First on the calendar is I Love You Silly:  Crafting the Perfect Romance taught by Zoe Archer at the Los Angeles-based Writing Pad on Sunday, February 12.  When I last checked, there were still two spots available in the class.   Zoe is a RITA award-nominated romance author, a graduate of the Iowa Writers' Workshop and a fellow member of LARA.  When you see her, be sure to tell her that Rick said "hi".

There’s still time to register for this year’s Southern California Writers’ Conference in San Diego AND get an early-bard discount.  While I will be at the conference, I'll be working most of the time and so won't be able to attend many workshops.  If you check the schedule of workshops you can see what a hardship that is.  If you're a writer looking to improve your manuscript and connect with other writers, I urge you to attend SCWC.  

Finally later this month, the inaugural Passion and Prose will be held in Long Beach. This "daylong conference specially designed for romance readers and  the writers who love them" will be held Saturday, February 25th.  Bestselling authors Meg Cabot, Christina Dodd, and Gail Carriger headline a group of 50 writers representing the width and breadth of the romance genre.  

Even if you can’t make all of these events, I hope you’ll spread the word to book lovers or writers you know.  Thank you for your time and attention.  And thank you for visiting Joy of Reading.  

Tuesday, January 31, 2012

When My Tribe Gathers

The most common representation of the writer in popular culture is a solitary and miserable misanthrope locked in an airless upper room, facing a concrete wall, pounding on a keyboard in frustrated anguish.  That image probably has some grounding in fact, but it doesn’t bear much resemblance to any of the writers I know.   Especially not when I consider the writers who visit San Diego in February when my tribe gathers during the Southern California Writers’ Conference.   

The SCWC is first and foremost a joyous celebration of writers.  Whether the conferees arrive from nearby cities in California, winter-weary regions of the United States, or other continents around the globe, there is no doubt that when they step up to the registration desk at the Crowne Plaza San Diego they’ve entered a special world.  At this particular professional conference, words matter and imagination is prized.  For those of us who occasionally feel adrift in a Jersey Shore/American Idol-dominated pop culture, the long-weekend immersion into an enthusiastically biblio-centered community is heady stuff.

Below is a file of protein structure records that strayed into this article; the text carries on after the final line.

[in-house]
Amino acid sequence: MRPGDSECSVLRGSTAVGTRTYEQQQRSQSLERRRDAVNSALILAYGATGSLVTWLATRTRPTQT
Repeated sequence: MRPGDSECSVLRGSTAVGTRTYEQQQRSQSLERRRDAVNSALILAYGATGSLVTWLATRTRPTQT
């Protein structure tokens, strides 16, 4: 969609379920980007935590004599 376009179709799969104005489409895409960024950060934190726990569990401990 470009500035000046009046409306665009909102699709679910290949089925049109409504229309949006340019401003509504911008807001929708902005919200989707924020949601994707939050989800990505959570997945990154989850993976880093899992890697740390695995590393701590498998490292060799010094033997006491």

And while there are agents, editors, and representatives of publishing to pitch to throughout the conference, the most personally enjoyable aspect to me is connecting with other working writers.  Hearing a young unpublished writer eagerly talk about a work-in-progress in a workshop or having a New York Times bestselling novelist (thank you, Gene Riehl)  invite me to lunch so I can talk with him about the motivation of one of my characters is not just priceless, but also part of the foundational DNA of the SCWC. 

This year’s Southern California Writers’ Conference takes place over the Presidents’ Day Weekend, February 17 – 20.  If you’re thinking about writing, if you’ve written something you’d like to publish, but aren’t sure what to do next, or if you’re looking for a chance to improve your craft and refine your manuscript, I urge you to consider this conference.  And if you join us this year, I look forward to offering a personal welcome.

Saturday, January 28, 2012

Snow Day in San Diego

My best friend and I took a snow day in San Diego.  Not that there was any actual snow; in fact the weather for this late January day would have been perfect in July or August.  But since our weekend calendars are full of important tasks and necessary chores for the next six or seven weeks, we decided to take advantage of the beautiful weather to be outside and do nothing.  Except read.

On the sundeck of the Hotel Del Coronado, I reached the halfway point of And So It Goes, the biography of Kurt Vonnegut by Charles J. Shields.  The book is well written and thoroughly engaging.  As a Vonnegut fan since the early 1980s it was a treat to get a life at home context for the writing and publication of his novels.  Shields gave new insight into the Vonnegut reaction to critics and fans as each new work was published.  

Even though I've read Slaughterhouse-Five more than a dozen times and Cat's Cradle at least a half-dozen, Shields presented new material around the creation and publication of these masterworks.  He also deepened my understanding of the import of Player Piano and Mother Night to both Vonnegut's career and American fiction of the 20th Century.  

As the anniversary of the firebombing of Dresden in February 1945 approaches, the diligent research Shields put into his book helps readers grasp the role of that event in shaping Vonnegut as a writer and as a man.  I would recommend this biography to anyone interested in reading about Kurt Vonnegut, Jr., or curious about the role of science fiction in critiquing culture.